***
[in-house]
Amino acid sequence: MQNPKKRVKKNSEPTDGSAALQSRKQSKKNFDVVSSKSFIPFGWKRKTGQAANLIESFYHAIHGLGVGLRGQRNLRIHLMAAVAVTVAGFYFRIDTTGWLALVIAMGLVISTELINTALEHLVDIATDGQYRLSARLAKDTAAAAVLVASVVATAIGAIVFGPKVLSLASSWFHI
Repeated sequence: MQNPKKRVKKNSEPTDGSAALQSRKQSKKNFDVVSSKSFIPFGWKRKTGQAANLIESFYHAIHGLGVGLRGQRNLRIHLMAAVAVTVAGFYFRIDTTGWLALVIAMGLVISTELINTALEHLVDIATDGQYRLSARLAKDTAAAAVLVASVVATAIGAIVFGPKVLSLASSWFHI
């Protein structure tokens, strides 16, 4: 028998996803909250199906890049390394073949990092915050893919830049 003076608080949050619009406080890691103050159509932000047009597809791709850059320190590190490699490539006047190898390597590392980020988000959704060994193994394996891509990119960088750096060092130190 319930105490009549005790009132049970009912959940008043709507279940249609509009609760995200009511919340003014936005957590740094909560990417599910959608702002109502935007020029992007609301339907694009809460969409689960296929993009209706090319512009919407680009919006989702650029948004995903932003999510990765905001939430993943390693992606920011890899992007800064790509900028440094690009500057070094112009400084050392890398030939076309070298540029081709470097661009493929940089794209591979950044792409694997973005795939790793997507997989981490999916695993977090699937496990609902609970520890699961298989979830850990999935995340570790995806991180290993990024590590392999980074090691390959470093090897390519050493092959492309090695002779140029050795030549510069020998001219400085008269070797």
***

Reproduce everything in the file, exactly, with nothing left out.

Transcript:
[in-house]
Amino acid sequence: MQNPKKRVKKNSEPTDGSAALQSRKQSKKNFDVVSSKSFIPFGWKRKTGQAANLIESFYHAIHGLGVGLRGQRNLRIHLMAAVAVTVAGFYFRIDTTGWLALVIAMGLVISTELINTALEHLVDIATDGQYRLSARLAKDTAAAAVLVASVVATAIGAIVFGPKVLSLASSWFHI
Repeated sequence: MQNPKKRVKKNSEPTDGSAALQSRKQSKKNFDVVSSKSFIPFGWKRKTGQAANLIESFYHAIHGLGVGLRGQRNLRIHLMAAVAVTVAGFYFRIDTTGWLALVIAMGLVISTELINTALEHLVDIATDGQYRLSARLAKDTAAAAVLVASVVATAIGAIVFGPKVLSLASSWFHI
């Protein structure tokens, strides 16, 4: 028998996803909250199906890049390394073949990092915050893919830049 003076608080949050619009406080890691103050159509932000047009597809791709850059320190590190490699490539006047190898390597590392980020988000959704060994193994394996891509990119960088750096060092130190 319930105490009549005790009132049970009912959940008043709507279940249609509009609760995200009511919340003014936005957590740094909560990417599910959608702002109502935007020029992007609301339907694009809460969409689960296929993009209706090319512009919407680009919006989702650029948004995903932003999510990765905001939430993943390693992606920011890899992007800064790509900028440094690009500057070094112009400084050392890398030939076309070298540029081709470097661009493929940089794209591979950044792409694997973005795939790793997507997989981490999916695993977090699937496990609902609970520890699961298989979830850990999935995340570790995806991180290993990024590590392999980074090691390959470093090897390519050493092959492309090695002779140029050795030549510069020998001219400085008269070797």